Learning More about the White Violet Center for Eco-Justice

Garden Manager Candace Minster shows Rose-Hulman Executive Chef Justin Durand around the greenhouse

Garden Manager Candace Minster shows Justin Durand (then Rose-Hulman executive chef, now operations manager) around a White Violet greenhouse

The Bon Appétit team at Rose-Hulman Institute of Technology in Terra Haute, IN, loves to visit White Violet Center for Eco-Justice in nearby Saint-Mary-of-the-Woods. It’s not every day you get to pet an alpaca!

A Bon Appétiter from Rose-Hulman meets an alpaca up close

White Violet focuses on organic agriculture, spiritual ecology, and social advocacy. The centerpiece is a 5-acre farm on which they grow a wide variety of seasonal fruits and vegetables, including squashes, herbs, potatoes, garlic, and many pepper varieties, to sell to Bon Appétit, through a community-supported agriculture program, and at farmers’ markets. There are an additional 3 acres of forest and 90 acres of pollinator habitat. The farm doubles as a learning center, featuring public trails and educational events for the community.

White Violet Garden Manager Candace Minister explained that White Violet has a small staff with a lot of help from volunteers and interns. To manage the farm with limited hands and without the use of chemicals, the team has created several innovative systems to keep crops flourishing. For example, grass clippings from mowing the pathways are laid down in a thick layer across the bases of tomato plants as a weed barrier. Candace explained this method is more sustainable than traditional plastic tarp, which would have to be thrown away at the end of the season. After seeing fields of garlic, peppers, eggplant, and beans, the Bon Appétit team toured the farm’s greenhouses and learned about White Violet’s hydroponic system.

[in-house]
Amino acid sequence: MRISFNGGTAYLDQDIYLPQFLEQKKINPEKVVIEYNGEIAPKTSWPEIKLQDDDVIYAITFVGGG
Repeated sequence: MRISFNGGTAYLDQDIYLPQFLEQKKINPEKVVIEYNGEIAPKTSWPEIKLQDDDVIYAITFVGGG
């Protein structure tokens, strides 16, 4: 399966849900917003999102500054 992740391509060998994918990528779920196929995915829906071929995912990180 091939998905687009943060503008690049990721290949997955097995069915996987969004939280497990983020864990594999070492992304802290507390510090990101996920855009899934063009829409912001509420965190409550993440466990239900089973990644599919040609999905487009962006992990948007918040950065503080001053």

Following a scenic walk past the chicken coop and horse pastures, the tour concluded with a fan favorite: an alpaca meet and greet! The Bon Appétit team loved meeting the three alpacas (including a baby) that Candace led to a special petting pen for them. They all took turns feeding the alpacas clumps of hay and shared a lot of laughs learning about the animals. The alpacas were originally brought to White Violet as therapy animals for memory patients and ailing members of the community. Much of the wool from their 35 alpacas is used for textile products whose sale financially supports the center, and they are the subject of animal husbandry courses for the community.

Between their Certified Organic farming practices, radical reuse, and waste reduction, White Violet is at the forefront of sustainable gardening and farming practices.